It was interesting to find a Sanderling with rings at Grutness this week, this is the same bird I photographed last year on the same beach, it was originally ringed in Spain in 2014. On the beach was a further 8 Sanderling and 4 Turnstone. Coming in close was a superb Gt Northern Diver  which stayed inshore for 5 mins before returning to its normal position, mid bay.

                                                                                          Turnstone looking superb

Several Arctic Terns also fished very close to the shore, catching small fish before returning to the colony a short distance away. Here a dark phase Arctic Skua put up many Common Gull as well as more terns and even a Ringed Plover flew up to see it off.

                                                                                                        Arctic Terns

Sunday was opposite to the day before with wall to wall sun without any wind at all and migrants coming in. First off was a singing Chiffchaff and Whitethroat at Grutness followed by Swallows (3) by the pool.

                                                                                                  Gt Northern Diver

At Sumburgh gardens a Savi's warbler turned up but only gave brief views. Only one person  managed to get any photographs as it moved too fast. The last time I saw one was down at Minsmere in the reed bed, again only giving glimpses. The best views have been down in France at several different  sites.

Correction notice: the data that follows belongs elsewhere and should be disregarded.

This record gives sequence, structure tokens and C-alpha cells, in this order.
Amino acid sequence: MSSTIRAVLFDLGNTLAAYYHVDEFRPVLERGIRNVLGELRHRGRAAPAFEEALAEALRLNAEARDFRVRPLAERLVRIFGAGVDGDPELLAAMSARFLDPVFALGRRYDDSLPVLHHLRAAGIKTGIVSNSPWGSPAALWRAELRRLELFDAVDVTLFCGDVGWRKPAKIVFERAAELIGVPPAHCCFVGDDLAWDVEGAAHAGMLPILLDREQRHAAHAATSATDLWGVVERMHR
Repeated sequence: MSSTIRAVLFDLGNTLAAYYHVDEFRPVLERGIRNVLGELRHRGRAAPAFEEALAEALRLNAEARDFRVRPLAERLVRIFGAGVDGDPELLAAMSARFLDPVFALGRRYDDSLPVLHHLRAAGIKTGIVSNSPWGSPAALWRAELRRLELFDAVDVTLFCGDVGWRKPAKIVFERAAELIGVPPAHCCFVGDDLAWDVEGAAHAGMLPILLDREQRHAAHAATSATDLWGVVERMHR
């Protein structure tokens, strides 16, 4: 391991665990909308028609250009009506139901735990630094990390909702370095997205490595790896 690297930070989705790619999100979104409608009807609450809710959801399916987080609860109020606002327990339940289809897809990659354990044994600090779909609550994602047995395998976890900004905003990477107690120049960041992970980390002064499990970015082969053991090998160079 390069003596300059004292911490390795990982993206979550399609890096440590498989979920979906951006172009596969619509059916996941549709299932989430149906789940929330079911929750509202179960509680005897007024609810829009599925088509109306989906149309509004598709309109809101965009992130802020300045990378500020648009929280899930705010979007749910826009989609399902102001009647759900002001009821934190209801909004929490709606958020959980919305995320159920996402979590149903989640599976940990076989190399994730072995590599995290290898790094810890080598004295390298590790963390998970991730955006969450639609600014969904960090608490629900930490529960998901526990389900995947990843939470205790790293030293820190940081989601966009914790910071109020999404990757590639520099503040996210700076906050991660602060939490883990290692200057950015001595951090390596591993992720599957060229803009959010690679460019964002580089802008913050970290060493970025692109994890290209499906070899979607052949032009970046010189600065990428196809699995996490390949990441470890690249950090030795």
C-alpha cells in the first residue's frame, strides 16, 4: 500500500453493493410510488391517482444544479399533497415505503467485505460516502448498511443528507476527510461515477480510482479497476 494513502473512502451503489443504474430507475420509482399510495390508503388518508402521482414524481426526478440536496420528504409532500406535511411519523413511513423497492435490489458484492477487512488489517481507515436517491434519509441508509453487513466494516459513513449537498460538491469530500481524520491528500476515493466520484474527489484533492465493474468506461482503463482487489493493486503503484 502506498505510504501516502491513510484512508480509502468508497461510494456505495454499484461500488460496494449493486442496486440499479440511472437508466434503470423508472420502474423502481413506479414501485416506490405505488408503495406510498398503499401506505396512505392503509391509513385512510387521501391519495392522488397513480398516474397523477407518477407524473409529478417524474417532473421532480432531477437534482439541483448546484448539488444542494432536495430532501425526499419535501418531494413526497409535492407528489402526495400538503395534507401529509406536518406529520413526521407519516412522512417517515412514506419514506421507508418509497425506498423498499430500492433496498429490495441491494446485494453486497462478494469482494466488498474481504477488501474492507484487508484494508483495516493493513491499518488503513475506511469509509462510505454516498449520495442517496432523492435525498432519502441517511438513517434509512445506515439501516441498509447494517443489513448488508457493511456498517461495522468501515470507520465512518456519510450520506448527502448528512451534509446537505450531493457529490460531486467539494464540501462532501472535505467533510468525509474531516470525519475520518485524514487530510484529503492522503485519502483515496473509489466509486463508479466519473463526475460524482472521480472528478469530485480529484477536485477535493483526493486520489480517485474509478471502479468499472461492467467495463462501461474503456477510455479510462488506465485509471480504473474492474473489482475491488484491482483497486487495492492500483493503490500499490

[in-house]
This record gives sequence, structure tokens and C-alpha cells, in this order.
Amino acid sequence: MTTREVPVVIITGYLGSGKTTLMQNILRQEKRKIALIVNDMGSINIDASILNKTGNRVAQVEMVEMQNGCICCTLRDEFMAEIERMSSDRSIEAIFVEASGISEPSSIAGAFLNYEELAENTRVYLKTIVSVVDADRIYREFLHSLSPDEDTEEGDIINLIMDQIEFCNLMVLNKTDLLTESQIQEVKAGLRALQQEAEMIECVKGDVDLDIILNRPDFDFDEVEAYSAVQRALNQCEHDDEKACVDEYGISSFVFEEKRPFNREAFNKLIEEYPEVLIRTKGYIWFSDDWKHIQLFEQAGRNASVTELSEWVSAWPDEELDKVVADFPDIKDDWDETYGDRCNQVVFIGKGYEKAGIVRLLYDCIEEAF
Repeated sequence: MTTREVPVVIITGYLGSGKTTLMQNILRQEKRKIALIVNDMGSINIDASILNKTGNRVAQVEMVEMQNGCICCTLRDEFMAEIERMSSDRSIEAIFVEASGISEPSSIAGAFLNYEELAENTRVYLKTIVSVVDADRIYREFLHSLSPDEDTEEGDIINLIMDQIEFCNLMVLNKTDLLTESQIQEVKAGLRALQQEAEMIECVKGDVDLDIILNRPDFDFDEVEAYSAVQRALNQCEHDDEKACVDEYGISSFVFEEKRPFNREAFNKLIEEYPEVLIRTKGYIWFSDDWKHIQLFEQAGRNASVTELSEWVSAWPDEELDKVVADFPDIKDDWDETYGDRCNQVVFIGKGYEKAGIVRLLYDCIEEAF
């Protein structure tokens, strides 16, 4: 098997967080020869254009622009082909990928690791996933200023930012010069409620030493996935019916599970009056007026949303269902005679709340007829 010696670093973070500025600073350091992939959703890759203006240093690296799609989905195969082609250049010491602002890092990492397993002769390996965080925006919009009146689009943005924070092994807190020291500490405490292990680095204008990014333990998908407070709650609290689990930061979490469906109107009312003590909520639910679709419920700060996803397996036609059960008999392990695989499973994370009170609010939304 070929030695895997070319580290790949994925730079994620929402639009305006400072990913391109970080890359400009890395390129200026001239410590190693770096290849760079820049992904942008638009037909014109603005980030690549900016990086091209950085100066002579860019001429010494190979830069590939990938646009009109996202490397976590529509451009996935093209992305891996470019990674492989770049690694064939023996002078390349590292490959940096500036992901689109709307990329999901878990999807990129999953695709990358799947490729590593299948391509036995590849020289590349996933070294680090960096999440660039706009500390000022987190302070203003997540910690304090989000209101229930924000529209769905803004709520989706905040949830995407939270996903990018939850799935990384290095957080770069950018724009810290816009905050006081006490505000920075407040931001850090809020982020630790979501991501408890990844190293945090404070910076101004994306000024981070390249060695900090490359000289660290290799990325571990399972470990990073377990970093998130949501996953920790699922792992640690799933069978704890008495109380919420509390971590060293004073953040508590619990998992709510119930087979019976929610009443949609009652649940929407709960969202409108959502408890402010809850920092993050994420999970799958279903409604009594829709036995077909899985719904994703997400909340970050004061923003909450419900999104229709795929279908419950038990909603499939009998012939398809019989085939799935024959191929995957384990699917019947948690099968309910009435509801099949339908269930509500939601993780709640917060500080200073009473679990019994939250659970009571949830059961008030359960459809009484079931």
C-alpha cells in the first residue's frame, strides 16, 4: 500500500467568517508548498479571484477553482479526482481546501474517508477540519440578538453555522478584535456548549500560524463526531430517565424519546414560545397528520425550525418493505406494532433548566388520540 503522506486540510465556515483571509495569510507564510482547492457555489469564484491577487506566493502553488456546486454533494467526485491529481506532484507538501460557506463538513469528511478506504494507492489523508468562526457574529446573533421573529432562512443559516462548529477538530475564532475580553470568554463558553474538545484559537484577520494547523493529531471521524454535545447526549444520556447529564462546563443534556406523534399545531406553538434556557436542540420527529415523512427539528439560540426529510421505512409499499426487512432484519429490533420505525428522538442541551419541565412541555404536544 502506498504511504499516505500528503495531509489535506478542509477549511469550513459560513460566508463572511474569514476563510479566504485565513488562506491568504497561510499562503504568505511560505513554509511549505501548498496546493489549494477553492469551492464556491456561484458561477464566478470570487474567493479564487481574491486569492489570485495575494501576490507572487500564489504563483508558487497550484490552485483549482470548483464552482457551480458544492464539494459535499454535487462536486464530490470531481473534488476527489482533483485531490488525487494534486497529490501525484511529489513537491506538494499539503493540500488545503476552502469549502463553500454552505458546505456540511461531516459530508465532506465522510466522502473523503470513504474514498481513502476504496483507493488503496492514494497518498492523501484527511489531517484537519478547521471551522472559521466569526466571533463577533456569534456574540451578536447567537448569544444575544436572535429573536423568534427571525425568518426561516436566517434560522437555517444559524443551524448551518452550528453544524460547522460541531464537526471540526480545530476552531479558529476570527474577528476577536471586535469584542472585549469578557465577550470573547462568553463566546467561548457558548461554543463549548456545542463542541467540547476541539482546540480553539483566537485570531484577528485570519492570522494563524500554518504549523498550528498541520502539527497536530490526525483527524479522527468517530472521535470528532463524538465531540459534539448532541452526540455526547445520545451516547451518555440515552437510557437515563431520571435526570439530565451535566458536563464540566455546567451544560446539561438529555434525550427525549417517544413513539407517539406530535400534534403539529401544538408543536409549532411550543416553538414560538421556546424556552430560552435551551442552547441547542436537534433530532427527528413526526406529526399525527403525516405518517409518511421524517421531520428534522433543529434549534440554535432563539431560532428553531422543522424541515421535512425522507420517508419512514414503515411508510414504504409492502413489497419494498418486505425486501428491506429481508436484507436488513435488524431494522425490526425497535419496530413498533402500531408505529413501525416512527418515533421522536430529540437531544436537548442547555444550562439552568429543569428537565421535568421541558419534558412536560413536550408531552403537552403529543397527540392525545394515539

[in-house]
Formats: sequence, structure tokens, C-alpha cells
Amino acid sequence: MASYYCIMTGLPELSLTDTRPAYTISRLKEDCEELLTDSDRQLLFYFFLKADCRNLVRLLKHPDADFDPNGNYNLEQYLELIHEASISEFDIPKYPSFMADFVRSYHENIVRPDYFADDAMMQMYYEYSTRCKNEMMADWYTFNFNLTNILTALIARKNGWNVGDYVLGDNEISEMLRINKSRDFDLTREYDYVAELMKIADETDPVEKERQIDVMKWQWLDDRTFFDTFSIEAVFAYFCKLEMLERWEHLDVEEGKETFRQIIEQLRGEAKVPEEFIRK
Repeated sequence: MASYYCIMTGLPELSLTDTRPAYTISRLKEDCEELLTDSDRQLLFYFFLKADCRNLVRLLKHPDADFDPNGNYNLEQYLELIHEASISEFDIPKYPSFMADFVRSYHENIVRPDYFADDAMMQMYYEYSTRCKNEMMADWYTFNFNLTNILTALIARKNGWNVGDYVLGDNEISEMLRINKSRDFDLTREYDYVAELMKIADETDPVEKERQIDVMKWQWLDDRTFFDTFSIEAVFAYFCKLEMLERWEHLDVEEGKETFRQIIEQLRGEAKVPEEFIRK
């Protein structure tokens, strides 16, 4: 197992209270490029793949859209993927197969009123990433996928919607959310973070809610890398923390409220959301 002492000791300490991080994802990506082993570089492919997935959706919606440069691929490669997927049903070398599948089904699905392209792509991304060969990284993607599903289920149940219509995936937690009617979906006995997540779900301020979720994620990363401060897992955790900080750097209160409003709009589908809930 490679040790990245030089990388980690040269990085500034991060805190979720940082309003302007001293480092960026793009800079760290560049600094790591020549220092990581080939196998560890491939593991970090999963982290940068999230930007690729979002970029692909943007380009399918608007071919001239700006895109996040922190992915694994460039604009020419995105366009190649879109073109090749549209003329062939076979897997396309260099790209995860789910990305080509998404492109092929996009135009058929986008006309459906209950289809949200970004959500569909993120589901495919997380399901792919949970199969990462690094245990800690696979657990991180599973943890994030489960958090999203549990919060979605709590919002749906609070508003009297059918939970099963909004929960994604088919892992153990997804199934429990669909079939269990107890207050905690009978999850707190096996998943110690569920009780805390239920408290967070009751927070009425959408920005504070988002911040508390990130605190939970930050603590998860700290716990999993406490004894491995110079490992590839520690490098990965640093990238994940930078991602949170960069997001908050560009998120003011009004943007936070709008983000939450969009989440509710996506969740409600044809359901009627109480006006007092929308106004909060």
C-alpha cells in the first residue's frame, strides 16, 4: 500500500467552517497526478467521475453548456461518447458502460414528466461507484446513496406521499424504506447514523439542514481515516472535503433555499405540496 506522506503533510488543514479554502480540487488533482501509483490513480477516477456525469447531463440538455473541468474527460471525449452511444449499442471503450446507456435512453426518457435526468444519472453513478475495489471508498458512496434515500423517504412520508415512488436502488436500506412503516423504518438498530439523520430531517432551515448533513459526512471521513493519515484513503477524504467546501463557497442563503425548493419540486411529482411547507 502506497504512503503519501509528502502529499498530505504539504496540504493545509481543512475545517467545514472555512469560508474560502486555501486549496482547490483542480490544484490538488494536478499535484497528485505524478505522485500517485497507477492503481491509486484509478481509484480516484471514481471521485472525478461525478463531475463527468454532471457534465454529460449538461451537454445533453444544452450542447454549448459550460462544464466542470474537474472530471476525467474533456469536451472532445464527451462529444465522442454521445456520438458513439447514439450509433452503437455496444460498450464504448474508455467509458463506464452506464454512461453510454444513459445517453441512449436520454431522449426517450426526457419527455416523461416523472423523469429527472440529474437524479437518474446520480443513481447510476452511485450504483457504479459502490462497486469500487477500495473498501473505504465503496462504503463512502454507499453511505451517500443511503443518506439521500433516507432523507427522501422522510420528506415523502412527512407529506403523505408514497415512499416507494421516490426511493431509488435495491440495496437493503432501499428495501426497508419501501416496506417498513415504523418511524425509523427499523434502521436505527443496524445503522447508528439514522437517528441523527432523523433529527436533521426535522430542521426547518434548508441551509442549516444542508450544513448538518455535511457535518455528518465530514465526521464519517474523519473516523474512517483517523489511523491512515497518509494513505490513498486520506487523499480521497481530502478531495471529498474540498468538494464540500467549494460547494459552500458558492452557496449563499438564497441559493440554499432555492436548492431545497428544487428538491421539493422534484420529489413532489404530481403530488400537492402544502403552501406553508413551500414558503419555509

More Swallows passed over , then a male Kestrel was mobbed by a flock of Starling. As we arrived home, news came in that a Common Crane was showing in Dunrossness . I went down for this Monday afternoon but it was long gone disturbed by a tractor.

Also in Lerwick Monday midday, an Icterine Warbler sang briefly and showed three times but too many twigs and leaves in way for photos. A second visit later in day and no sign of the bird, but I did disturb  a Sparrowhawk from the garden which flew off with a small bird in its talons. Hope it wasn't the warbler. Also present, two singing Chiffchaff and Robin (2) with 9 Collard Dove and Wood pigeon (2). A further two Icterine Warblers have also been found at Tresta and on Whalsay.

A walk along the  Lerwick coast was reasonably productive with Grey Seal (8) one with a nasty gash along its neck. Around 60 Arctic Terns, Turnstone (22) Dunlin (3 pairs) Oystercatcher (2) Ringed Plover (1 pair), Red Breasted Merganser, Mallard, Black Guillemot, Shag, Gannet, Puffin, Common Guillemot, lots of Meadow Pipit, Wheatear and Skylark

Thursday, 19 May 2016

Hat Trick

After a Dalmatian Pelican turned up in Southern England Shetland hit back with a superb find by Mike Pennington last weekend at Baltasound, Unst - a Green Warbler only the second ever UK British record, the other coming in 1983 on the Scilly isles. Just to be sure, it was caught and ringed but DNA was also taken to prove a point, that just how weird things have become in the birding world.